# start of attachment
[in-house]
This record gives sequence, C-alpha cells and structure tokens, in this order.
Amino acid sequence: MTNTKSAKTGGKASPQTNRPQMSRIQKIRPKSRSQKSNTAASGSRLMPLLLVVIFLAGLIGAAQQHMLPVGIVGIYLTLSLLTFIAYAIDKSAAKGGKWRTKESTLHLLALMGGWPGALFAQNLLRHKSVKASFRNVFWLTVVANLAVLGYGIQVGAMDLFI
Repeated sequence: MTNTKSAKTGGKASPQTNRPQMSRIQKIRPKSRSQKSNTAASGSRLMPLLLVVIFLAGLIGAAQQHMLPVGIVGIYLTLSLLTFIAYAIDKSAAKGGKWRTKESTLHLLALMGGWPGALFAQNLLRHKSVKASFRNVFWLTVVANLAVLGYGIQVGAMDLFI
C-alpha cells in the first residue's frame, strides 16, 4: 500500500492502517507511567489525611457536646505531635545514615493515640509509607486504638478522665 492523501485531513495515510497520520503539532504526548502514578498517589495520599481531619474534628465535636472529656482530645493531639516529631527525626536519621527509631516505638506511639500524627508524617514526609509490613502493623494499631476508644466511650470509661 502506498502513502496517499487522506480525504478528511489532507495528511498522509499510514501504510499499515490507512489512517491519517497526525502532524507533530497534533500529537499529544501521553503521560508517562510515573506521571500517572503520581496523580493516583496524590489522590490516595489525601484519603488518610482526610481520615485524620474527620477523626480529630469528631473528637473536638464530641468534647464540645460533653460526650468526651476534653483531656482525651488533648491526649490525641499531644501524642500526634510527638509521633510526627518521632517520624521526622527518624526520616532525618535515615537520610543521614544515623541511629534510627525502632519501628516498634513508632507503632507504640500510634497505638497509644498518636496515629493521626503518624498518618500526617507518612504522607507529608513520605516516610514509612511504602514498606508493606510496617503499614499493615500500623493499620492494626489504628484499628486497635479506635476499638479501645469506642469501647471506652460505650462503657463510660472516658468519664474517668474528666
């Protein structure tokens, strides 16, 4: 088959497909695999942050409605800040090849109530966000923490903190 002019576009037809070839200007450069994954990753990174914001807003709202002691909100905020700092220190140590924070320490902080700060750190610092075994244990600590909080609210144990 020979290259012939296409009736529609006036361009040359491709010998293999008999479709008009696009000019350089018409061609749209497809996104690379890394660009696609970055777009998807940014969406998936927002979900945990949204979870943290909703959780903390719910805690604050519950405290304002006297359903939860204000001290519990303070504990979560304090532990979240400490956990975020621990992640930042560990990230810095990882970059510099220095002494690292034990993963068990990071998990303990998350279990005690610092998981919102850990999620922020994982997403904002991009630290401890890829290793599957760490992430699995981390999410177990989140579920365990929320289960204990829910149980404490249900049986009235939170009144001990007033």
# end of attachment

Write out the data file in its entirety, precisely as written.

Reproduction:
[in-house]
This record gives sequence, C-alpha cells and structure tokens, in this order.
Amino acid sequence: MTNTKSAKTGGKASPQTNRPQMSRIQKIRPKSRSQKSNTAASGSRLMPLLLVVIFLAGLIGAAQQHMLPVGIVGIYLTLSLLTFIAYAIDKSAAKGGKWRTKESTLHLLALMGGWPGALFAQNLLRHKSVKASFRNVFWLTVVANLAVLGYGIQVGAMDLFI
Repeated sequence: MTNTKSAKTGGKASPQTNRPQMSRIQKIRPKSRSQKSNTAASGSRLMPLLLVVIFLAGLIGAAQQHMLPVGIVGIYLTLSLLTFIAYAIDKSAAKGGKWRTKESTLHLLALMGGWPGALFAQNLLRHKSVKASFRNVFWLTVVANLAVLGYGIQVGAMDLFI
C-alpha cells in the first residue's frame, strides 16, 4: 500500500492502517507511567489525611457536646505531635545514615493515640509509607486504638478522665 492523501485531513495515510497520520503539532504526548502514578498517589495520599481531619474534628465535636472529656482530645493531639516529631527525626536519621527509631516505638506511639500524627508524617514526609509490613502493623494499631476508644466511650470509661 502506498502513502496517499487522506480525504478528511489532507495528511498522509499510514501504510499499515490507512489512517491519517497526525502532524507533530497534533500529537499529544501521553503521560508517562510515573506521571500517572503520581496523580493516583496524590489522590490516595489525601484519603488518610482526610481520615485524620474527620477523626480529630469528631473528637473536638464530641468534647464540645460533653460526650468526651476534653483531656482525651488533648491526649490525641499531644501524642500526634510527638509521633510526627518521632517520624521526622527518624526520616532525618535515615537520610543521614544515623541511629534510627525502632519501628516498634513508632507503632507504640500510634497505638497509644498518636496515629493521626503518624498518618500526617507518612504522607507529608513520605516516610514509612511504602514498606508493606510496617503499614499493615500500623493499620492494626489504628484499628486497635479506635476499638479501645469506642469501647471506652460505650462503657463510660472516658468519664474517668474528666
């Protein structure tokens, strides 16, 4: 088959497909695999942050409605800040090849109530966000923490903190 002019576009037809070839200007450069994954990753990174914001807003709202002691909100905020700092220190140590924070320490902080700060750190610092075994244990600590909080609210144990 020979290259012939296409009736529609006036361009040359491709010998293999008999479709008009696009000019350089018409061609749209497809996104690379890394660009696609970055777009998807940014969406998936927002979900945990949204979870943290909703959780903390719910805690604050519950405290304002006297359903939860204000001290519990303070504990979560304090532990979240400490956990975020621990992640930042560990990230810095990882970059510099220095002494690292034990993963068990990071998990303990998350279990005690610092998981919102850990999620922020994982997403904002991009630290401890890829290793599957760490992430699995981390999410177990989140579920365990929320289960204990829910149980404490249900049986009235939170009144001990007033």